The “Overseas Contingency Program” – more commonly known as the “war on terror” – is back at the center of the political world, thanks to the uncertain prosecution of the war in Afghanistan.
As President Barack Obama, Defense Secretary Robert Gates, Congress and the generals in the field contemplate the damned-if-you-do, damned-if-you-don’t consequences of Afghanistan, terror has reappeared in the American vernacular.
“America is still a salient target and attractive target for terrorists,” said Paul Pillar, a former senior CIA counter-terrorism official.
And while words like “Islamic terrorist,” “jihad” and “Muslim extremist” have been scrubbed from administration chatter, we remain at risk from the same people.
Pillar, who heads security studies at Georgetown University, points out that this administration still executes the commitments and policies of the Bush years.
Those security and intelligence programs are irritating to radicalized Muslims who want to do Americans harm – and chilling to left-leaning Democrats at home who fervently opposed Bush.
Pillar dismisses the notion that Americans’ memories of the 9/11 attacks have faded. “If you look at the current debate about Afghanistan, it illustrates that we still equate Afghanistan with terrorism,” he says.
You cannot argue about one without talking about the other.
Why the public has turned away from the topic of terror is understandable: In light of the economic crisis, health-care controversy and unprecedented government spending, people are focused on swift-changing pocketbook issues.
Last month’s arrest of Afghan-born alleged terror-plotter Najibullah Zazi ran like B-roll on the news networks and below the fold on most newspapers, even though his plot was said by authorities to be one of the most significant terror threats to the U.S. since 9/11.
All the bad guys need to do is to unleash one or two suicide bombings in the heartland, and our country, economically and mentally, would become paralyzed.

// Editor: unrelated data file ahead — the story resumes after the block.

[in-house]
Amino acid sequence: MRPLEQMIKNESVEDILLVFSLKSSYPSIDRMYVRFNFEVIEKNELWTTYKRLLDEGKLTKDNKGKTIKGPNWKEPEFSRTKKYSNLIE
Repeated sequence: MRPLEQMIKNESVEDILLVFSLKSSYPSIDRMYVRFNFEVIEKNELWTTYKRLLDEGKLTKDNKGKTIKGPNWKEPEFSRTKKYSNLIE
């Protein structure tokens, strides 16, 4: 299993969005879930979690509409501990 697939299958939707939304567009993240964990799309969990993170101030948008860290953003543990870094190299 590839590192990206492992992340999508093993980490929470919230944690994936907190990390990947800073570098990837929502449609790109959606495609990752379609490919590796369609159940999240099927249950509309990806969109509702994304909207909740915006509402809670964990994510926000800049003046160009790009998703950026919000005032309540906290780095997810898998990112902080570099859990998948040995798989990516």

“The various agencies of government, like the Defense Department, Department of Homeland Security and the Department of Justice, remain fully engaged, as well as state and local law enforcement,” said Mark Davidson, a former member of the Clinton administration and a Navy Reserve captain. “The general public, the press and many politicians, on the other hand, apparently are not.”
Davidson explains that the only measure is “Have we been attacked?” The answer in the public's mind since 9/11 is “No.”
Almost from Day One, the Obama administration distanced itself from war-on-terror language.
Yet opting for “overseas contingency plan” as its national security catch phrase doesn’t exactly roll off the tongue.
The irony is that the war on terror has been ongoing since the 1970s, dating to the hijackings of airliners, the killing of Olympic athletes in Munich, the Berlin disco bombing, the Pan Am Lockerbie bombing and the Marine barracks bombing in Beirut.
Davidson says it only became more intense after the collapse of the Soviet regime in Afghanistan and the crystallizing of extremist elements bent on hatred of the West (which, ironically supplied the weapons and training to defeat the Soviets in Afghanistan).
As for Americans no longer listening to talk about the threat, Davidson says the Obama administration lowered the volume.
“Frankly, the American public was burned out by the color-code threats and rhetoric coming from the previous administration,” he said. “Creating a perception of constant fear and using that fear for political gain is very dangerous.”
Possibly that is why many Americans and the press paid little attention to the Zazi arrest.
Unfortunately, the pendulum has swung in that direction with some members of Congress and within the administration, too. The challenge for the president is that a left-leaning minority brought him his party's nomination, partly based on war opposition.
“This minority wants to withdraw from Afghanistan,” he added. “Such a withdrawal may prove to be a disaster as our allies see a lack of commitment, Pakistan suffers a Taliban blitzkrieg and violent extremists possibly gain access to highly sensitive material in a Taliban-influenced Pakistan.”
U.S. generals David Petraeus and Stanley McChrystal, the two military men in charge of Afghanistan strategy, know how to engage and defeat insurgencies. Our infrastructure knows how to pursue violent extremists.
Let's hope the debate – and the White House’s war-policy “review” – leads us to prosecute the war to a sensible conclusion, defeating al-Qaeda and leaving Afghanistan as stable as possible and able to fend for itself.